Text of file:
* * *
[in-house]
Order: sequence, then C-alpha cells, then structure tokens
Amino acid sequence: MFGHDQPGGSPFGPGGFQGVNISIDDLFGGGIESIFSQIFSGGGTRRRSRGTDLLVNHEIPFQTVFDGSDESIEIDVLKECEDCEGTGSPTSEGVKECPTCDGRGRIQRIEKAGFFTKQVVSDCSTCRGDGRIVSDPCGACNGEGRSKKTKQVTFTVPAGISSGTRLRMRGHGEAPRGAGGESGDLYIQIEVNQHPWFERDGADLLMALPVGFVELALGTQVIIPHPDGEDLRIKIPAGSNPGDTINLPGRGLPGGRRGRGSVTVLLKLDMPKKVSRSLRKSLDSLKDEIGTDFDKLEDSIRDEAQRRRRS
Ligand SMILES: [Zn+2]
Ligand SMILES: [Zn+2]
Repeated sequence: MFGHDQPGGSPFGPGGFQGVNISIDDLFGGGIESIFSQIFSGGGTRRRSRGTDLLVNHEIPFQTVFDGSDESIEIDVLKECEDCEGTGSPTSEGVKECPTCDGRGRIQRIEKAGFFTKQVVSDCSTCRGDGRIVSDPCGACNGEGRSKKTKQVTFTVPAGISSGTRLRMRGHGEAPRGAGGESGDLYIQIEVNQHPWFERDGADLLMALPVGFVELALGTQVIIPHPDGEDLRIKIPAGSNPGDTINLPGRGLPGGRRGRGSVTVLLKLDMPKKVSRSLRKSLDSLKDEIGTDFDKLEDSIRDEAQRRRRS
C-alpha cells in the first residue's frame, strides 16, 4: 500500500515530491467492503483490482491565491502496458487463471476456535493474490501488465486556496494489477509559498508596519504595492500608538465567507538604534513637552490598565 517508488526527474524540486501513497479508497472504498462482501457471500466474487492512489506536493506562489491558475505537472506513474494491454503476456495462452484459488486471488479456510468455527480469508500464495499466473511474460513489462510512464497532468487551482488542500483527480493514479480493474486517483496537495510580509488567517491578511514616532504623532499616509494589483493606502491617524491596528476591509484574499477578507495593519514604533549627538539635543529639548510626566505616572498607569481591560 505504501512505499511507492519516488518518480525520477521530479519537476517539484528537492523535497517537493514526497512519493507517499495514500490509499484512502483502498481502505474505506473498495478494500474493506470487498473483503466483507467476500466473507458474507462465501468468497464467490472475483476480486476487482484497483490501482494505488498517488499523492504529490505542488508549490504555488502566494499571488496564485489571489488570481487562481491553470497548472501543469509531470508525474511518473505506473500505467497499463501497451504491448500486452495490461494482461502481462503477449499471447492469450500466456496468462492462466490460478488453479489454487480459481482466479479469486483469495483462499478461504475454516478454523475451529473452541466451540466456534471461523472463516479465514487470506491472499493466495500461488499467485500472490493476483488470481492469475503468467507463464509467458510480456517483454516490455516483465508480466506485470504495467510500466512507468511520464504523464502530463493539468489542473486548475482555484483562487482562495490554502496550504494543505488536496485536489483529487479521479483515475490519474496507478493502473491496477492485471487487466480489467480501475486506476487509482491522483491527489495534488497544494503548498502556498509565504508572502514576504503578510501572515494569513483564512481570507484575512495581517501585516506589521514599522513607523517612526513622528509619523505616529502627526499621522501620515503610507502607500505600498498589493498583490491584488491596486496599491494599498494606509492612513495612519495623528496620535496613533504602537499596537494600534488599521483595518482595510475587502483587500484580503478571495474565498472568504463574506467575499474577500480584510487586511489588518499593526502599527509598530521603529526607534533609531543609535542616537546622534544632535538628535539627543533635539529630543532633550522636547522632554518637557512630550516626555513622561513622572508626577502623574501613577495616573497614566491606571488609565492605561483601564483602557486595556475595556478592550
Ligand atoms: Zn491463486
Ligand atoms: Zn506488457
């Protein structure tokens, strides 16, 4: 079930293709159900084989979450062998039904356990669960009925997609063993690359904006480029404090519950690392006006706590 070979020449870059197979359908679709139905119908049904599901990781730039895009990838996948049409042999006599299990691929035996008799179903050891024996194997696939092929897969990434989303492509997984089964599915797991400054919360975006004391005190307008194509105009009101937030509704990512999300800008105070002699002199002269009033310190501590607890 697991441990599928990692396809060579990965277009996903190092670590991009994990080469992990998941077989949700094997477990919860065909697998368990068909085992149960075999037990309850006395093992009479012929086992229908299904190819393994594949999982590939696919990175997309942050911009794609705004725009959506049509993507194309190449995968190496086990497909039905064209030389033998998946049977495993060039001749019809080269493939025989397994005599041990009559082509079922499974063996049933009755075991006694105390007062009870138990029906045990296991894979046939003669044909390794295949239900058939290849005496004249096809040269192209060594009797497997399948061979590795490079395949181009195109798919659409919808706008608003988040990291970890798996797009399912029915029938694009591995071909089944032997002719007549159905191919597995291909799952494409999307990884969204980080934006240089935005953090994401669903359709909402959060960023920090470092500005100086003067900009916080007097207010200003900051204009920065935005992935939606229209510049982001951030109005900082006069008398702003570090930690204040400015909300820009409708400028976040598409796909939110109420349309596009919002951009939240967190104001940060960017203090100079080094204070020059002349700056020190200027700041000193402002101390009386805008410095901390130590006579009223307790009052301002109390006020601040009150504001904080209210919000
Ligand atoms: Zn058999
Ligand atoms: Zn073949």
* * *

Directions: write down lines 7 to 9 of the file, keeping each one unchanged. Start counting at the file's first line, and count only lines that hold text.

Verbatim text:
C-alpha cells in the first residue's frame, strides 16, 4: 500500500515530491467492503483490482491565491502496458487463471476456535493474490501488465486556496494489477509559498508596519504595492500608538465567507538604534513637552490598565 517508488526527474524540486501513497479508497472504498462482501457471500466474487492512489506536493506562489491558475505537472506513474494491454503476456495462452484459488486471488479456510468455527480469508500464495499466473511474460513489462510512464497532468487551482488542500483527480493514479480493474486517483496537495510580509488567517491578511514616532504623532499616509494589483493606502491617524491596528476591509484574499477578507495593519514604533549627538539635543529639548510626566505616572498607569481591560 505504501512505499511507492519516488518518480525520477521530479519537476517539484528537492523535497517537493514526497512519493507517499495514500490509499484512502483502498481502505474505506473498495478494500474493506470487498473483503466483507467476500466473507458474507462465501468468497464467490472475483476480486476487482484497483490501482494505488498517488499523492504529490505542488508549490504555488502566494499571488496564485489571489488570481487562481491553470497548472501543469509531470508525474511518473505506473500505467497499463501497451504491448500486452495490461494482461502481462503477449499471447492469450500466456496468462492462466490460478488453479489454487480459481482466479479469486483469495483462499478461504475454516478454523475451529473452541466451540466456534471461523472463516479465514487470506491472499493466495500461488499467485500472490493476483488470481492469475503468467507463464509467458510480456517483454516490455516483465508480466506485470504495467510500466512507468511520464504523464502530463493539468489542473486548475482555484483562487482562495490554502496550504494543505488536496485536489483529487479521479483515475490519474496507478493502473491496477492485471487487466480489467480501475486506476487509482491522483491527489495534488497544494503548498502556498509565504508572502514576504503578510501572515494569513483564512481570507484575512495581517501585516506589521514599522513607523517612526513622528509619523505616529502627526499621522501620515503610507502607500505600498498589493498583490491584488491596486496599491494599498494606509492612513495612519495623528496620535496613533504602537499596537494600534488599521483595518482595510475587502483587500484580503478571495474565498472568504463574506467575499474577500480584510487586511489588518499593526502599527509598530521603529526607534533609531543609535542616537546622534544632535538628535539627543533635539529630543532633550522636547522632554518637557512630550516626555513622561513622572508626577502623574501613577495616573497614566491606571488609565492605561483601564483602557486595556475595556478592550
Ligand atoms: Zn491463486
Ligand atoms: Zn506488457